Coronavirus Update for Central Pennsylvania: What you need to know

HEADLINES 3.23 9a

Elizabethtown College Student Tests Positive For Coronavirus Following Spring Break

(Elizabethtown, PA) -- Elizabethtown College officials say a student who left the country during spring break has tested positive for coronavirus. In a letter to students and faculty, President Cecilia McCormick says the student began to self-quarantine March 12th, but hadn’t experienced any symptoms at that time. Since then, the student is receiving treatment and is recovering, according to McCormick.

York County Food Bank To Provide Drive-Through Food Distributions

(York, PA) -- Officials with the York County Food Bank say there are going to provide drive-through food distributions. They will conduct the distributions Tuesday afternoons and Friday around midday. Anyone participating is asked to bring only one member of their household and they should stay in their vehicle. Also, the food bank asks that vehicle trunks be cleared out to allow volunteers to load food with minimal interaction.

County Coroners Performing Coronavirus Testing On Some Corpses

(Harrisburg, PA) -- Some county coroners across Central P-A are reportedly conducting coronavirus testing on corpses. It’s reported they decide to test based upon feedback from the individual’s family as to whether they could have contracted the virus. So far, no corpses have tested positive.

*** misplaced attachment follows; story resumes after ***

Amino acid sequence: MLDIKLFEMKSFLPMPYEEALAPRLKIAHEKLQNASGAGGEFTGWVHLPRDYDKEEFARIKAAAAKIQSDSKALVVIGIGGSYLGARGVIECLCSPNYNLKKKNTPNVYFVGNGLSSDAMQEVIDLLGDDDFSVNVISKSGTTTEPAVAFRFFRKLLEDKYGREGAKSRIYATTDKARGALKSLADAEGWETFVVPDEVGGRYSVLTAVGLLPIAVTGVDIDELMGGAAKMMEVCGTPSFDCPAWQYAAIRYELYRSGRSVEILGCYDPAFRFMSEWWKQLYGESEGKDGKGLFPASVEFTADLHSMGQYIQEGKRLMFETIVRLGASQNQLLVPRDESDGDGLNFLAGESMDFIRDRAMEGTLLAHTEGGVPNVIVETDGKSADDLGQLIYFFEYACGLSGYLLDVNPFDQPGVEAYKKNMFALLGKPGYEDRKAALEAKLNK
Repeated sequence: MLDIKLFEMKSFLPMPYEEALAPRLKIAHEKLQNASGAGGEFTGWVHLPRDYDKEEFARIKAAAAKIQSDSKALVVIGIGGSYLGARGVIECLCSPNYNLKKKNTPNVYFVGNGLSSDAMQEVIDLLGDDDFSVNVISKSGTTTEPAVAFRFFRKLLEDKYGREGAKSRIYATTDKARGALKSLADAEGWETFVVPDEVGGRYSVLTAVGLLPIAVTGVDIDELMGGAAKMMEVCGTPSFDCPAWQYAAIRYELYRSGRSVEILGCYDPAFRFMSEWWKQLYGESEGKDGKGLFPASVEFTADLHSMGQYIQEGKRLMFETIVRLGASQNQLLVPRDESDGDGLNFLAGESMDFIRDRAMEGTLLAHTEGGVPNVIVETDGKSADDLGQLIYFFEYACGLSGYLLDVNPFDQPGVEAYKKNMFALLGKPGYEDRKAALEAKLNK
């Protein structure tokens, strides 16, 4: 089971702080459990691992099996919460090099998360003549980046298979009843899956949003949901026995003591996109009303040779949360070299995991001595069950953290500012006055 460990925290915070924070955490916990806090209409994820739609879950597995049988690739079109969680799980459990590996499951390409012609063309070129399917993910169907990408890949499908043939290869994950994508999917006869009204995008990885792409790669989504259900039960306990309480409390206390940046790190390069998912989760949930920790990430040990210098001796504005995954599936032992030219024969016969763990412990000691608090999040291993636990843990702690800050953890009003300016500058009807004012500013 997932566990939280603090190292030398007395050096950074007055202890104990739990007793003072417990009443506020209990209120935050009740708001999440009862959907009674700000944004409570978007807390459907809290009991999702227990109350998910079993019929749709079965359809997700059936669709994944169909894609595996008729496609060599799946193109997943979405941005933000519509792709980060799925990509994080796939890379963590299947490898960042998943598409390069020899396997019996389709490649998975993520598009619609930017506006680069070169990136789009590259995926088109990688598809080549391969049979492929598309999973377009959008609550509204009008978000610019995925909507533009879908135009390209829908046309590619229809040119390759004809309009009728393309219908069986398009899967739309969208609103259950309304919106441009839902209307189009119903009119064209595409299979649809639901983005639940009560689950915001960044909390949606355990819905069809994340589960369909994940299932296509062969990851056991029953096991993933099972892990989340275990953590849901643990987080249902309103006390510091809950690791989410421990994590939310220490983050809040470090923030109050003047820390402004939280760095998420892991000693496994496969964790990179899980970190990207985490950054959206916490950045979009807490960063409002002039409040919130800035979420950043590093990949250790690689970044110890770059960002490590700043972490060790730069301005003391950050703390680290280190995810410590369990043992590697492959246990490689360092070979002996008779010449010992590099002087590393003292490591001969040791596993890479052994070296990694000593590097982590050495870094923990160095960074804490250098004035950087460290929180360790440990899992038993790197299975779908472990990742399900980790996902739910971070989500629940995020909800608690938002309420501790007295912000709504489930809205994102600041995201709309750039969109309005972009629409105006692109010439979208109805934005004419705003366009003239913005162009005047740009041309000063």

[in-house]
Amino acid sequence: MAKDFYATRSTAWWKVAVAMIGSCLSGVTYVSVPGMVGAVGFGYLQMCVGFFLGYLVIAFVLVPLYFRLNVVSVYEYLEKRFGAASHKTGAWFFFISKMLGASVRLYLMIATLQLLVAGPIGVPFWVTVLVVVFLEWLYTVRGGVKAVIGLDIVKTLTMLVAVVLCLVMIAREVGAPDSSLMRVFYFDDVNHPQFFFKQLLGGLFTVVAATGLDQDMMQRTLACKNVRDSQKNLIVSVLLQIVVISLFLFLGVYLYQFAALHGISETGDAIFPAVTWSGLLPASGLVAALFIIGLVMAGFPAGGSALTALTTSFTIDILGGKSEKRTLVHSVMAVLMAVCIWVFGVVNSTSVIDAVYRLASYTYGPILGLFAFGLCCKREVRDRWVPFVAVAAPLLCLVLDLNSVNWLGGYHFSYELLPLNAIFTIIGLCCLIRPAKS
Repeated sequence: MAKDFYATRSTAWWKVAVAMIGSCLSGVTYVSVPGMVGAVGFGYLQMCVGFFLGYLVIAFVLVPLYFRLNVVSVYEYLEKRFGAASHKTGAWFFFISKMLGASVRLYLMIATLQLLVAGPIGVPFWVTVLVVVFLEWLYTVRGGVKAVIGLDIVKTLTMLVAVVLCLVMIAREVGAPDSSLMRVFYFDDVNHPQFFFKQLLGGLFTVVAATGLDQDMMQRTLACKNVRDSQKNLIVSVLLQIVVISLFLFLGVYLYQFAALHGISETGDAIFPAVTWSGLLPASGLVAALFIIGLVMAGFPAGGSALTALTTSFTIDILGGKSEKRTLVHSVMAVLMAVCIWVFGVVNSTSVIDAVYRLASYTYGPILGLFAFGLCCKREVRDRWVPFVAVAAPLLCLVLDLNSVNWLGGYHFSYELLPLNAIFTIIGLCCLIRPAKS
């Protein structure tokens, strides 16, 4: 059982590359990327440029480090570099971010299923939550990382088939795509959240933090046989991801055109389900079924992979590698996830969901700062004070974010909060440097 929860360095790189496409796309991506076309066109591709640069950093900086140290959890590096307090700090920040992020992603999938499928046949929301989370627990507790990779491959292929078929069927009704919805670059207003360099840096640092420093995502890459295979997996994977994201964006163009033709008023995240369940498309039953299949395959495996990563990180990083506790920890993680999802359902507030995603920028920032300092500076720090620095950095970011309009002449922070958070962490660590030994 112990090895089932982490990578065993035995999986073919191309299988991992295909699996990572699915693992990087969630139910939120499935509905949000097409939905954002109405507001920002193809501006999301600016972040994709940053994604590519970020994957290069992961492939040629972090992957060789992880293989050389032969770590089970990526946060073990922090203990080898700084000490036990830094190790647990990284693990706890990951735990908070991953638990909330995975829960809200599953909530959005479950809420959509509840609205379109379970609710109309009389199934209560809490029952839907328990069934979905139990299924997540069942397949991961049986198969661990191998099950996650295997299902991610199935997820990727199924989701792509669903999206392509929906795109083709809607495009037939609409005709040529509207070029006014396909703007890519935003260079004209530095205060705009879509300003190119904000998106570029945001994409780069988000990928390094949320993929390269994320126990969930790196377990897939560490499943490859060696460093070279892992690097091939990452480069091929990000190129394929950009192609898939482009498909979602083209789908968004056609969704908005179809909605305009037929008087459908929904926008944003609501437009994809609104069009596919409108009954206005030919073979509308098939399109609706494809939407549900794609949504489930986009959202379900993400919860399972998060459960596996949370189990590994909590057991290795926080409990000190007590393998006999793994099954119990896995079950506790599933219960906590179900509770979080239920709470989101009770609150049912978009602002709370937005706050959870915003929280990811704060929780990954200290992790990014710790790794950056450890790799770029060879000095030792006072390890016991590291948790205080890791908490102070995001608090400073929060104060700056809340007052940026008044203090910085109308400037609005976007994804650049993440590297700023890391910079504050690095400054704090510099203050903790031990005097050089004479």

Dickinson Moves Classes Online For Remainder Of Semester

(Carlisle, PA) -- Dickinson University is moving all of its classes online for the remainder of the semester. University officials said they are also closing their campus to visitors until further notice. In a statement, President Margee Ensign said the decision is one that they must take to ensure the health, safety, and will being of their students, faculty, staff, and community.

The Pennsylvania Department of Revenue announced a deadline extension for taxpayers to file their 2019 state personal income tax returns on Saturday. The new deadline is July 15, 2020.

Taxpayers will now have an additional 90 days to file from the original deadline of April 15. This comes after the IRS also extended the deadline to file for federal returns to July 15.

The Department of Revenue will also waive penalties and interest on 2019 personal tax payments through the new deadline. This extension applies to both final 2019 tax returns and payments and estimated payments for the first and second quarters of 2020.

“This is a necessary step that will give Pennsylvania taxpayers extra time to file their returns and make tax payments during a difficult time for everyone," Revenue Secretary Dan Hassell said. “Particularly for those who plan to meet with a tax professional to prepare their returns, the new deadline will help everyone follow the Governor’s guidance to stay at home as we all work to prevent the spread of the virus.”